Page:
With increasing assertiveness through calls for the nation’s independence mainly by the Tutsi, the Belgians would suddenly change their hearts and began to support the Hutu. Lemarchand observes that this was Rwanda Resident Governor Col. Logiest’s coup when the colonial administrator pronounced his long-term political goal in his new-found Hutu embrace, saying, “[W]e must undertake an action in favor of the Hutu, who live in a state of ignorance and under oppressive influences.”
This would lead to the 1959 Hutu Revolution. Soon after violence broke out, making it Rwanda’s first real conflict that pitted the more numerous Hutu against the Tutsi.
The result was killing, banishment and arson on Tutsi homes across the country who fled with many Hutu among them.
The United Nations estimated that refugees who fled into exile to escape the violence were about 7,000 at the end of November 1959, with the total number climbing to 22,000 by April, 1960. Most of the refugees resettled in neighbouring countries of Tanzania, Uganda, Congo and Burundi with the total number of those living abroad reaching 130,000 by 1963.
The context for violent upheaval in Rwanda since 1959 has been political, reinforced with a racist ideology, first by the colonial administration, as already observed, and then by the successive post-colonial governments of Kayibanda and Habyarimana.
The post-colonial administrations promoted an ideology that entrenched differences, created institutions such as the Nazi-like Hutu populist political parties (i.e., Parti du Mouvement pour l’Emancipation Hutu – PARMEHUTU, and Coalition pour la Défence de la République – CDR) that in government marginalized and discriminated against one section of Rwandan society, the Tutsi, and rewarded injustices and human rights abuses committed against them.
This went on unhindered and, at times, with the tacit consent of some in the international community that paid little or no attention to what was happening in Rwanda. Since the first exiles in 1959, the Rwandan conflict has been propelled from the Diaspora beginning with the Inyenzi incursions of the 1960s, which would eventually lead on to the formation of the Rwanda Patriotic Front (RPF) in the 1980s.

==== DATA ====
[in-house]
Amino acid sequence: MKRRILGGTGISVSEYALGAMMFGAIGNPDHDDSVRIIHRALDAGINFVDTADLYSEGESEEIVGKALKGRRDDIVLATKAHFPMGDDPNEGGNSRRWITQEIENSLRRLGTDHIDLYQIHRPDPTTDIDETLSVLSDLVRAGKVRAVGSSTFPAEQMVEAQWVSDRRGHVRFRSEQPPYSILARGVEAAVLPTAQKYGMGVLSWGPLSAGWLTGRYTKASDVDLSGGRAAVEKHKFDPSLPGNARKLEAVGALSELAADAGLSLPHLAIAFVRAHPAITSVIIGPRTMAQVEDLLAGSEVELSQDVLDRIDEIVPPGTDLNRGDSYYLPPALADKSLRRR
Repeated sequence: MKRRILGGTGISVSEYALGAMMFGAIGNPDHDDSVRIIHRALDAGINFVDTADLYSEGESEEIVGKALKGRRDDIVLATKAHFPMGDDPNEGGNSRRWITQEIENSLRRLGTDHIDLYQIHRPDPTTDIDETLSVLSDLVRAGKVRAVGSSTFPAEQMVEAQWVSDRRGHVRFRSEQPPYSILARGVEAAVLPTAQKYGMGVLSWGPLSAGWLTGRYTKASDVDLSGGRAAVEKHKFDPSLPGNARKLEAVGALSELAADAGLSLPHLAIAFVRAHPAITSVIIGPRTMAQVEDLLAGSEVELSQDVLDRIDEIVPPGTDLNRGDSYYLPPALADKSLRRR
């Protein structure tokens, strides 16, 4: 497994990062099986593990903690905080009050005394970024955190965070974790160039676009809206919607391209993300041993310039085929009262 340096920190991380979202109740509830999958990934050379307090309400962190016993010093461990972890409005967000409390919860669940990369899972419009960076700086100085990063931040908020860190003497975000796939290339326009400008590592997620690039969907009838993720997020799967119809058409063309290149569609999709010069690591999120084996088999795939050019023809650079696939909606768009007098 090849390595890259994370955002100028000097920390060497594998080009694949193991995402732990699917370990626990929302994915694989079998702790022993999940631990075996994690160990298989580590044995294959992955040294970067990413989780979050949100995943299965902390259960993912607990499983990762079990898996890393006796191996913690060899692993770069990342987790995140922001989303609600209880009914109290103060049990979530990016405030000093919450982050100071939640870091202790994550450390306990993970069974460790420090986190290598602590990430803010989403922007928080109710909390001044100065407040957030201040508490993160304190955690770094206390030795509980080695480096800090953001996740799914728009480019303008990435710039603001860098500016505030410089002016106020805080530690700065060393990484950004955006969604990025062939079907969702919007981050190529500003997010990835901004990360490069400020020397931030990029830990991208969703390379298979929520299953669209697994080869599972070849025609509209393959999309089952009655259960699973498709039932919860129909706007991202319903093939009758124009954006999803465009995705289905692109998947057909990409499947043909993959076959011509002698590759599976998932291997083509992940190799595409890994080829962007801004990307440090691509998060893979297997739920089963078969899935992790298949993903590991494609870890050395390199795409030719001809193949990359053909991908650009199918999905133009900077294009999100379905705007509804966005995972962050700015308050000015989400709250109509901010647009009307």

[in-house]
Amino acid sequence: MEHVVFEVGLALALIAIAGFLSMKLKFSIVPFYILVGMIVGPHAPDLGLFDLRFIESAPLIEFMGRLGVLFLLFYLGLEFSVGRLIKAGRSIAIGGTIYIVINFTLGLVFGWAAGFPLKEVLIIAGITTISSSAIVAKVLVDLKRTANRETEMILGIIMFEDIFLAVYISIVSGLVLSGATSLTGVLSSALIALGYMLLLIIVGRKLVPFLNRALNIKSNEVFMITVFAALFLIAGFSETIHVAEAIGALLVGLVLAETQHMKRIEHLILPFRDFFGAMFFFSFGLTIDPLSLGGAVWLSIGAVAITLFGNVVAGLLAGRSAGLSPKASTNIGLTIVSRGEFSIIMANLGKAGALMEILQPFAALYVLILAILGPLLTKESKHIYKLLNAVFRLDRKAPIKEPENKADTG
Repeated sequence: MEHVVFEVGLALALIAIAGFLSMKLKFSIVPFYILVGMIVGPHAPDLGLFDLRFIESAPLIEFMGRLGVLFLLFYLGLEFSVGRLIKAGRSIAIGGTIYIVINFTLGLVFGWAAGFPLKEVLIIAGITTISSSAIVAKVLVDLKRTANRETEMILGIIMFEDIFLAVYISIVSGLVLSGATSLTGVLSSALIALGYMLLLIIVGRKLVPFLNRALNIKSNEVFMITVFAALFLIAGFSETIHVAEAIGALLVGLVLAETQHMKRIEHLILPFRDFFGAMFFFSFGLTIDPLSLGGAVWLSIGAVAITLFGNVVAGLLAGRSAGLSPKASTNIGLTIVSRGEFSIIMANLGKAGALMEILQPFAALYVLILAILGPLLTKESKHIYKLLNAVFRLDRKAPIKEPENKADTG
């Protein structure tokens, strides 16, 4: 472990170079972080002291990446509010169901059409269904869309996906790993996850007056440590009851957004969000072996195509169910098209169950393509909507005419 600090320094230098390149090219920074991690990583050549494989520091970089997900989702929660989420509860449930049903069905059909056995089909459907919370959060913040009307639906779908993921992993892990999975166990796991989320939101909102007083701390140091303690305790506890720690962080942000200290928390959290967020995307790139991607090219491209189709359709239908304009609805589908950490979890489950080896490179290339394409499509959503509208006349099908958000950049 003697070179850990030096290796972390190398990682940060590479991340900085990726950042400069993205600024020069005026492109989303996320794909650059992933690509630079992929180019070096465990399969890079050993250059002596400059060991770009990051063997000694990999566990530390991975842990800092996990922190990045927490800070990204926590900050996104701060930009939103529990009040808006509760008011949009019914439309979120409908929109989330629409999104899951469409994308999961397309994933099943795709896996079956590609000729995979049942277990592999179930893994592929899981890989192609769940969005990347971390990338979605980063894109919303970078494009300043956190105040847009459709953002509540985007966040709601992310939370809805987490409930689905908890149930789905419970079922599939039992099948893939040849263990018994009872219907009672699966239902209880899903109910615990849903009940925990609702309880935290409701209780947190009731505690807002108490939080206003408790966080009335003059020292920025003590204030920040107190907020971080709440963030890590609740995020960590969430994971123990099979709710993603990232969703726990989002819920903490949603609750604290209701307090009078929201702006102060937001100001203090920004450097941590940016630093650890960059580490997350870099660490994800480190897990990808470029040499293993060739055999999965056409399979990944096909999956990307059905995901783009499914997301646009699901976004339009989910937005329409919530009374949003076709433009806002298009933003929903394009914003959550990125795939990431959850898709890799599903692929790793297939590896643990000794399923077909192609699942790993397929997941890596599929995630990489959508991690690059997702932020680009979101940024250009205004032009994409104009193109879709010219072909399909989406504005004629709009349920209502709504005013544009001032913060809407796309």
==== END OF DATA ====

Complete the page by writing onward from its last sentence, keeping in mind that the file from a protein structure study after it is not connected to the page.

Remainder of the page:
The exiles sought their way back home, which brought retribution to those of their kin who remained in Rwanda. The armed incursions into Rwanda in the early 1960s only served to reinforce the government’s will to suppress, and even eliminate as many Tutsi as possible in Rwanda.
It is worth noting that the media played a central role. In a passage describing the organization to carry out the Tutsi pogroms of 1963, Lemarchand observes:
“Steps were taken to organize civilian ‘self-defense’ groups among the Hutu population, to counter possible attempts at internal subversion. For this task primary reliance was placed upon the burgomasters and prefects. In addition, one minister was assigned to each of the ten prefectures (now converted into ‘emergency regions’) to supervise the organization of self-defense units. These arrangements were made within a few hours, in an atmosphere of panic, and therefore with little attention to procedural details or coordination. Meanwhile, Kigali Radio beamed emergency warnings, asking the population to be ‘constantly on alert’ for Tutsi terrorists. In the atmosphere of intense fear, saturated with rumour and suspicion, the worst was bound to happen.”
During these reprisals a total of between 10,000 and 14,000 Tutsi were killed, so that Vatican Radio at the time would be so appalled by the massacres as to label them genocide.